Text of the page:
Before you register a company in Malaysia, one of the first things to do is to decide the business entity your company will take. Simply put, a business entity refers to the form of incorporation for a business. In this article, we will explore the types of business entities in Malaysia
Points to consider when selecting a business entity
Before proceeding with offshore company registration in Malaysia, it is crucial to get a grasp on the business landscape of the jurisdiction. Determining which business entity is best for a company formation in Malaysia depends on a variety of considerations:
- How many company owners will there be?
- What is your risk appetite?
- What are the benefits and disadvantages of each business entity?
- What is the amount of investment capital you are willing to pay?
- What liabilities are you willing to be responsible for?
Types of business entities in Malaysia
- Sole Proprietorship
- Limited Liability Partnership (LLP)
- Sendirian Berhad (Sdn Bhd) / Private Limited Company
- Berhad (Bhd) / Public Limited Company
- Branch Office
#1 Sole Proprietorship
Sole proprietorship in Malaysia, being one of the simplest business entities to get started with, involves only one owner. As there is only one owner, that owner is fully liable for all the debt repayments and liabilities of the company and pays taxes through their personal income tax.
Under the Registration of Businesses Act 1956, for a new company registration in Malaysia, a sole proprietor must incorporate his company with the Registrar of Businesses within 30 days of commencement. Upon failing to do so, the sole proprietor will be fined up to RM50,000 and/or imprisoned for up to 2 years.
However, to apply for a sole proprietorship in Malaysia, you must be either a Malaysian citizen or a permanent resident, as foreign owners are not permitted.
A partnership is similar to sole proprietorship, except that it involves at least 2 owners. These partners are bound by unlimited liability. They share the liabilities towards the business and pay taxes through personal income taxes. This type of business set-up is most suitable for professional firms such as auditors and lawyers. Like sole proprietorship, you must be either a Malaysian citizen or a permanent resident. Foreigners are not allowed to register partnerships.
#3 Limited Liability Partnership (LLP)
Another common business entity is the Limited Liability Partnership (LLP), which is governed under the Limited Liability Partnerships Act 2012. The LLP combines the characteristics of a conventional partnership and a limited liability company (LLC).
As the LLP is a separate legal entity from its members, it suggests that the members are subjected to limited liability. In this form of partnership, the partners have unlimited liability for their own acts, but not for the debts of the partnership nor the liabilities of the other partners. Additionally, some advantages of LLP is that it has fewer compliance requirements and is more cost-effective for companies. For example, annual auditing is not mandatory for an LLP.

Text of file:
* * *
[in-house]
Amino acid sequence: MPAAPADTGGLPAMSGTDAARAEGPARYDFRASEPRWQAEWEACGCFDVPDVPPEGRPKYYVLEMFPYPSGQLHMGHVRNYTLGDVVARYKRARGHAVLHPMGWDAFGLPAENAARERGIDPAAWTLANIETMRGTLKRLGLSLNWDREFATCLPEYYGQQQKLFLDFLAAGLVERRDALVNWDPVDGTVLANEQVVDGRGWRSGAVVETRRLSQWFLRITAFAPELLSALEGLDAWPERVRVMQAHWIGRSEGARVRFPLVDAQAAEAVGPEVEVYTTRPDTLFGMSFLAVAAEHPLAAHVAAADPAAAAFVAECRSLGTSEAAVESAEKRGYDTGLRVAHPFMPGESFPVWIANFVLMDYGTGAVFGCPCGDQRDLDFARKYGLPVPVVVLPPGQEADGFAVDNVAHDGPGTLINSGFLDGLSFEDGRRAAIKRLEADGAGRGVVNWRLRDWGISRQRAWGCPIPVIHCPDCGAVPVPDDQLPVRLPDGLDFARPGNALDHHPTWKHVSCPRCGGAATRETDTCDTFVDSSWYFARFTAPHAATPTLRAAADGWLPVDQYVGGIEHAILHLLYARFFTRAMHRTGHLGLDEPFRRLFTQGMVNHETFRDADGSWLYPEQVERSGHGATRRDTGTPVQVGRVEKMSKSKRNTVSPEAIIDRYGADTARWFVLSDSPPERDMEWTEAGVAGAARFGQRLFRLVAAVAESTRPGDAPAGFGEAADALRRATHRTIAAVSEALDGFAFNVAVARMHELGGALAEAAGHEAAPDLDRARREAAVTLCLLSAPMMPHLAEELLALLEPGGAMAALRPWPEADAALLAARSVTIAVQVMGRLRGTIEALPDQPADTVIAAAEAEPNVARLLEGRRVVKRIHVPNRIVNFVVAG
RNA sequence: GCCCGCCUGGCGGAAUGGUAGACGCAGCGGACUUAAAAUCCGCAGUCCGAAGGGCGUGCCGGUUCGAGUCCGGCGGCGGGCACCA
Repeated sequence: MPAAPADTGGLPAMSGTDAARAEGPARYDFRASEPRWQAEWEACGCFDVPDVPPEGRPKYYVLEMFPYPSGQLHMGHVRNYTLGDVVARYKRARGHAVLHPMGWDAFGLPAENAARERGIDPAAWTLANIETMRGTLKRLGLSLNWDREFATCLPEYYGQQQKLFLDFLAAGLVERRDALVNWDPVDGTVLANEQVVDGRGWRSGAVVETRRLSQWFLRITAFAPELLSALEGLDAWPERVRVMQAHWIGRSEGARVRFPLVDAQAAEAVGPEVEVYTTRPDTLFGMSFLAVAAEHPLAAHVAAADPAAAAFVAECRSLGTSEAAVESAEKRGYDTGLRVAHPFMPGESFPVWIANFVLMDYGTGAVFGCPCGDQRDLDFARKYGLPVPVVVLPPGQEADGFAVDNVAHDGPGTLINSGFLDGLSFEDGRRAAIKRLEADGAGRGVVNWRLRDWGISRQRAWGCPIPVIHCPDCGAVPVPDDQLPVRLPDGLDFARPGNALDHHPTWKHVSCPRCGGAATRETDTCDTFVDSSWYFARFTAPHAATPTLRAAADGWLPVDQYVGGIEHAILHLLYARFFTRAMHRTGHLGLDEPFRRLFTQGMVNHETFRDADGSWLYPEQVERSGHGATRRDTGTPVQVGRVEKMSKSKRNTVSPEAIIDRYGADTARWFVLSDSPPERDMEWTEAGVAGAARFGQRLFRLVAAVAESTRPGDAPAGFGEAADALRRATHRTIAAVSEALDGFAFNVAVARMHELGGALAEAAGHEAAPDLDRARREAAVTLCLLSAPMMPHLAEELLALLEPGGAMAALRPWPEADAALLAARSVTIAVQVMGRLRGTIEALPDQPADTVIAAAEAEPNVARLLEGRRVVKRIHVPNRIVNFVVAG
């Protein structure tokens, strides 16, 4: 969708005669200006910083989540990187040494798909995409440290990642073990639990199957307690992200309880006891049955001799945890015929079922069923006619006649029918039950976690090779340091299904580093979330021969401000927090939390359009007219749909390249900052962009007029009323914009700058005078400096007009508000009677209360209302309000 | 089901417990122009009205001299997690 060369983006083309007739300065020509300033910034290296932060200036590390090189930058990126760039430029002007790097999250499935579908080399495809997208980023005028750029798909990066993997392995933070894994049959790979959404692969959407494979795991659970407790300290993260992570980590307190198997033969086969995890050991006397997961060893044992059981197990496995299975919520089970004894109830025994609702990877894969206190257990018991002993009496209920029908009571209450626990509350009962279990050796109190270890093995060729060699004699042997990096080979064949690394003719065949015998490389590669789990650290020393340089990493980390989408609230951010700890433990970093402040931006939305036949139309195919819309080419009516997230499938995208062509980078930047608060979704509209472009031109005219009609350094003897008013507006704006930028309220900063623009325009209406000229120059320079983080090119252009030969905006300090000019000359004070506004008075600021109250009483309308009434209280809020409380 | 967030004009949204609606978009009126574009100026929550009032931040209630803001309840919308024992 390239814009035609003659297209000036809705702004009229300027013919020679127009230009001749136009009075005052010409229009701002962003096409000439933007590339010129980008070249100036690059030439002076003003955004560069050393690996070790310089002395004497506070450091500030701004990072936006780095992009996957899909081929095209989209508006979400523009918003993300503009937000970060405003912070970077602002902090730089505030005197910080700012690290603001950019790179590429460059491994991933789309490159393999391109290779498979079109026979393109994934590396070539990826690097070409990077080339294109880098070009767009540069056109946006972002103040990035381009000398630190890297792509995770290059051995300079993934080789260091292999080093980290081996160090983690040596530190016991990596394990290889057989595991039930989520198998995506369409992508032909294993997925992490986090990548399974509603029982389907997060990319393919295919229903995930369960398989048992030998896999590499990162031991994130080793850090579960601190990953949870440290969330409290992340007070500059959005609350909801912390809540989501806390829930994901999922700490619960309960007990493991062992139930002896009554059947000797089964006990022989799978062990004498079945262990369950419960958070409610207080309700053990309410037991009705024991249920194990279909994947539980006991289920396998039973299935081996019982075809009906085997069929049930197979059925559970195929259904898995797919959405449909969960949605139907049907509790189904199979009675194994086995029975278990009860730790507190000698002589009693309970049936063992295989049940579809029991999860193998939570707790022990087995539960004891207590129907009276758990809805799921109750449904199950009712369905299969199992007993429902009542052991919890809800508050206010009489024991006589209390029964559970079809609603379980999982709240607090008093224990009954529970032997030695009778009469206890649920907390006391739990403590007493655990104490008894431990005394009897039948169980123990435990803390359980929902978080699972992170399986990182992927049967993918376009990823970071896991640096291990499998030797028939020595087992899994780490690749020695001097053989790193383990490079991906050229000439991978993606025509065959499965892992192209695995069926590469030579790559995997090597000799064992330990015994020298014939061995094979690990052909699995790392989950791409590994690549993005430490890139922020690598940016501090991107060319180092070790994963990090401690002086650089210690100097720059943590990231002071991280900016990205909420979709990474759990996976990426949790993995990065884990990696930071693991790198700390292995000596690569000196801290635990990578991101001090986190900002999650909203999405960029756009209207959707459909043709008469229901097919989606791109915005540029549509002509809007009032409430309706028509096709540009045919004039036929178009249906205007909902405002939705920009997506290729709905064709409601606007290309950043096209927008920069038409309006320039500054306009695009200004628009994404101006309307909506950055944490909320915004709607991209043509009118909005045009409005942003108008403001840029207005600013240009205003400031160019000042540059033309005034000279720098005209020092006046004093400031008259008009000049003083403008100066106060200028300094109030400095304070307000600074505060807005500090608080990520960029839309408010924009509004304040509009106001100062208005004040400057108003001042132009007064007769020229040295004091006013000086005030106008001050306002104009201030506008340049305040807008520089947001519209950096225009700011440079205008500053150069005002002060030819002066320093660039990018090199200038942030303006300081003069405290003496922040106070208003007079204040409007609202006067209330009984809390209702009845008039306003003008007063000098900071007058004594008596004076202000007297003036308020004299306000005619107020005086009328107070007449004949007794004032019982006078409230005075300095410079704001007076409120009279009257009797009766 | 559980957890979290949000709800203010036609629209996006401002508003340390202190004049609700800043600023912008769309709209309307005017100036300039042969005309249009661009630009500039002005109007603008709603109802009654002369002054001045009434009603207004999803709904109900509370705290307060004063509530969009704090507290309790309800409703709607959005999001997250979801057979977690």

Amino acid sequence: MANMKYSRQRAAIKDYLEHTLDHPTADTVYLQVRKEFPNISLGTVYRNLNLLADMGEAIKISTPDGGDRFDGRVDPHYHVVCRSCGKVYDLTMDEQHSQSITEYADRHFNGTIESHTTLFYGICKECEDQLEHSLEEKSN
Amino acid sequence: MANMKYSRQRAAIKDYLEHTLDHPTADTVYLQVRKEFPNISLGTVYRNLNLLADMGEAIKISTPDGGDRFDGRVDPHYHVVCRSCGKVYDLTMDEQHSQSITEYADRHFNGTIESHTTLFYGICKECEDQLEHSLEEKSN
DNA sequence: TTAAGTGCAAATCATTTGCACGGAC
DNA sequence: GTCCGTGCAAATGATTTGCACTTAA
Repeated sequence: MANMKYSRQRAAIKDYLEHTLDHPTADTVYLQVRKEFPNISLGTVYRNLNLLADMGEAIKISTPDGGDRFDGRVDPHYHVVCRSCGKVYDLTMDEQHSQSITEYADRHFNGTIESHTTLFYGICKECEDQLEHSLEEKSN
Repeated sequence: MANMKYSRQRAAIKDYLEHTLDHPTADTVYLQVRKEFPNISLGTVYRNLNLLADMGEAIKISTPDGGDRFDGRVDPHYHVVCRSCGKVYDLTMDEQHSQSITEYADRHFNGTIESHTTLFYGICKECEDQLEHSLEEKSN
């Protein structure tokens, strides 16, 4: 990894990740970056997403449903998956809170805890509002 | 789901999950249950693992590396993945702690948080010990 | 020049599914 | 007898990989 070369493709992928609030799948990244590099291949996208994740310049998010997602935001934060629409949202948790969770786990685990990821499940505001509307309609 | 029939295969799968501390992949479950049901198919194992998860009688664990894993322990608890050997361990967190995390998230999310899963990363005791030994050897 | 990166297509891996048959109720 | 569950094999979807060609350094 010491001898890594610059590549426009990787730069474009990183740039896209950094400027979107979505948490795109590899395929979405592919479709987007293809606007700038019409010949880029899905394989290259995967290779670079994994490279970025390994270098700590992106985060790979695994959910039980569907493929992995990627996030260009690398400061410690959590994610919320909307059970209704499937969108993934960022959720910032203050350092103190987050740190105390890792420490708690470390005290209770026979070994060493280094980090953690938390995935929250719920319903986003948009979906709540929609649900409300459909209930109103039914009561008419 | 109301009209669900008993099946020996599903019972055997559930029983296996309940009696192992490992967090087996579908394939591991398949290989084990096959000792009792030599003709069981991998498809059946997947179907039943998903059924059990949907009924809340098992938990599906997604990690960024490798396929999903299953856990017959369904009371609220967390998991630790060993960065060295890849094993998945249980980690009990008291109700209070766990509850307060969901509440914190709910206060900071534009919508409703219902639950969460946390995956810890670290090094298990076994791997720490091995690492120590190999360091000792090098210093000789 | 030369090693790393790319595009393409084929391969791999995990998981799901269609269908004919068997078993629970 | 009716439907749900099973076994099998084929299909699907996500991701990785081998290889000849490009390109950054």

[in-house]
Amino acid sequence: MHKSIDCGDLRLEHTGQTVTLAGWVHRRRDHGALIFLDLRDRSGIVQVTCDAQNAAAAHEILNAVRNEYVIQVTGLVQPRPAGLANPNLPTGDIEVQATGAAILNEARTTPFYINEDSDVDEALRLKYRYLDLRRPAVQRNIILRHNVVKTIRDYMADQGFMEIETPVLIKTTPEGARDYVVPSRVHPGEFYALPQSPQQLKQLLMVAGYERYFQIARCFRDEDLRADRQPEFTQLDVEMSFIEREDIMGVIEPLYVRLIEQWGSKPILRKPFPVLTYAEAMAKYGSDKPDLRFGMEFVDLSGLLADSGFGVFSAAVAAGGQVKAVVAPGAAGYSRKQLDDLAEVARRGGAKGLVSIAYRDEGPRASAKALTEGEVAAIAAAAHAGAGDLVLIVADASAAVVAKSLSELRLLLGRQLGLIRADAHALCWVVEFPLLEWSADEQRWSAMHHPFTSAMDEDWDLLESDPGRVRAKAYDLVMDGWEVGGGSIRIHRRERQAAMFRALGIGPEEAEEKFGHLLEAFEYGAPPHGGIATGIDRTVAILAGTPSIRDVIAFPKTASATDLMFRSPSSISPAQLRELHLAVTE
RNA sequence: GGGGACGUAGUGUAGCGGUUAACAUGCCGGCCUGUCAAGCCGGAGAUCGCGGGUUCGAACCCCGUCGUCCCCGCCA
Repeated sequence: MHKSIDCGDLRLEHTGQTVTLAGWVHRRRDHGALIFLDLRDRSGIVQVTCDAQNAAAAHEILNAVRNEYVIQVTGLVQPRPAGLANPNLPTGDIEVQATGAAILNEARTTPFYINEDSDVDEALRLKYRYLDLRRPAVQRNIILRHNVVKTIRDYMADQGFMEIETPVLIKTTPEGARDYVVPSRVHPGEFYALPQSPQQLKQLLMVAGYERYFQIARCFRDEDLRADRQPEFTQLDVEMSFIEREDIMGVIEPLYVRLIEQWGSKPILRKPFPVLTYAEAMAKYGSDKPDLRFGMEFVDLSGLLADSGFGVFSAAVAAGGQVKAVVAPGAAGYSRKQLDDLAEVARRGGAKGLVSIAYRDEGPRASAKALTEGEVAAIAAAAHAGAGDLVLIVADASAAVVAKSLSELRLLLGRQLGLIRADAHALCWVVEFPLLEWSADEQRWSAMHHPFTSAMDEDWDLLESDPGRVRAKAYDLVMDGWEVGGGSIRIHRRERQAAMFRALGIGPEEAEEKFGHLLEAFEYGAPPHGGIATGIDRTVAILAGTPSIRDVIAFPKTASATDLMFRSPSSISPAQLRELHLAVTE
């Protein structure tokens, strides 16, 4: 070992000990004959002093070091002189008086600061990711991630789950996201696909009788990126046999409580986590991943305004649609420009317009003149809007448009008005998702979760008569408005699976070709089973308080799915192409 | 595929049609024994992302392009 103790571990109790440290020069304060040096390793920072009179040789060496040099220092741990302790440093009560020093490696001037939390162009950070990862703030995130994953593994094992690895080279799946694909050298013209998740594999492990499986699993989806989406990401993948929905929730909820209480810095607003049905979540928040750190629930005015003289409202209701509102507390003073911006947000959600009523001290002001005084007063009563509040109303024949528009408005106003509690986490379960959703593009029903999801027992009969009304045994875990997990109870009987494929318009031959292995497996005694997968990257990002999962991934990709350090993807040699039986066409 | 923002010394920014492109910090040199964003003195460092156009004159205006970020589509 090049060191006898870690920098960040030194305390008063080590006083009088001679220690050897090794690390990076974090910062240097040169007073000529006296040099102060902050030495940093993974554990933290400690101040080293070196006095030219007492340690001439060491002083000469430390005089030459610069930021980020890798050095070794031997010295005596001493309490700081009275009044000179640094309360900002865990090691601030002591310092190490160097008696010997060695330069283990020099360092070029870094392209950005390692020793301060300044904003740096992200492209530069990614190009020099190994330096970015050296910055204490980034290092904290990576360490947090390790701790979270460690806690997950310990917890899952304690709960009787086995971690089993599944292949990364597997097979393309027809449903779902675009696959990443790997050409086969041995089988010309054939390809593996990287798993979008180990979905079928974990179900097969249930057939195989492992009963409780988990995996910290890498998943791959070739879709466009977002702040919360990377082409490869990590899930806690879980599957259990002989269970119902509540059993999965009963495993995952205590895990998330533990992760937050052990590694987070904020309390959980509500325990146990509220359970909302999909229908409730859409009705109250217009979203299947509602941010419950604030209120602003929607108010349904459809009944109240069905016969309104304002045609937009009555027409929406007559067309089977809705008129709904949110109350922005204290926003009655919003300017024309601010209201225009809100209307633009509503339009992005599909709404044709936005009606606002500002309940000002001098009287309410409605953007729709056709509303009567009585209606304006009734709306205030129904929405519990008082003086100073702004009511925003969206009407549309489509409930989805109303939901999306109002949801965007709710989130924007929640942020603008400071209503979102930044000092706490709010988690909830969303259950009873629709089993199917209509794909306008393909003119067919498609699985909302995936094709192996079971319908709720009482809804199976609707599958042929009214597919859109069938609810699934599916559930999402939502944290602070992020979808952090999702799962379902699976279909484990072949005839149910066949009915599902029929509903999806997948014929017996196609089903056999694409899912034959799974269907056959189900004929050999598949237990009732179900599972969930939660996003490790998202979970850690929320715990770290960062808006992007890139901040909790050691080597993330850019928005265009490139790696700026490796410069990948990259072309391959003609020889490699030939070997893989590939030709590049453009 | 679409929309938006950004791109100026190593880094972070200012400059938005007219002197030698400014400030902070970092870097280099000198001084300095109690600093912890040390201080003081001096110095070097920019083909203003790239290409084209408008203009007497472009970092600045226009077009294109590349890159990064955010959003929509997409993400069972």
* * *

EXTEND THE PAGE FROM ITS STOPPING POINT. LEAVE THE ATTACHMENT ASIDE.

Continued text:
This means that the LLP concept provides a supportive and conducive environment for start-ups and small and medium enterprises.
#4 Sendirian Berhad (Sdn Bhd) / Private Limited Company
Sendirian Berhad (Sdn Bhd) is a private limited company. It is the equivalent of a Limited Liability Company (LLC), where all shareholders are accountable for the debts the company incurs.
Sdn Bhd is the most common type of business among foreign owners as they are allowed to register for Sdn Bhd with 100% foreign ownership.
Requirements to apply for Sdn Bhd:
- 1 shareholder of any nationality
- 1 Malaysia resident director
- 1 Malaysia company secretary
- A Malaysia registered office address
- No minimum paid-up capital
#5 Berhad (Bhd) / Public Limited Company
Berhad (Bhd) is a public limited company which bears similarities to a private limited company. However, its shares can be held by the public, unlike the private limited company. There is no limit on the number of shareholders and at least 2 directors are needed. It is also governed by Bursa Malaysia Securities Berhad and the Security Commission of Malaysia.
As Bhd companies are required to publicly report their financial statements, they are subject to more stringent compliance standards than Sdn Bhd companies. Although funding for the company would be easier, the strict compliance measures make it more difficult and costly to register.
#6 Branch Office
This business entity is suitable if your company aims to penetrate into Malaysian markets. A branch office refers to an extension of the parent company and can only conduct business activities in Malaysia similar to that of the parent company.
Your subsidiary company in Malaysia is required to register the same trading name as the parent company and will be able to hire both local and foreign employees. The parent company is 100% shareholder and is fully liable for the debts incurred by the Malaysia branch office. The subsidiary company will be subjected to corporate taxes, but only for the income earned in Malaysia.
In addition, the branch office is also subjected to a withholding tax of 10%. Most foreign companies prefer to set up a Malaysia LLC rather than a branch office.
How to choose the correct types of business entities in Malaysia?
It is crucial to weigh the pros and cons of each business entity so that your business goals are adequately met. At Tetra Consultants, we provide our clients with an easy and hassle-free way to set up a business in Malaysia. Our team of experts will guide you through the full incorporation process, including providing advice on the best business entity for your company, engaging a qualified resident director and opening a corporate bank account.
Contact us now and our team will revert within 24 hours.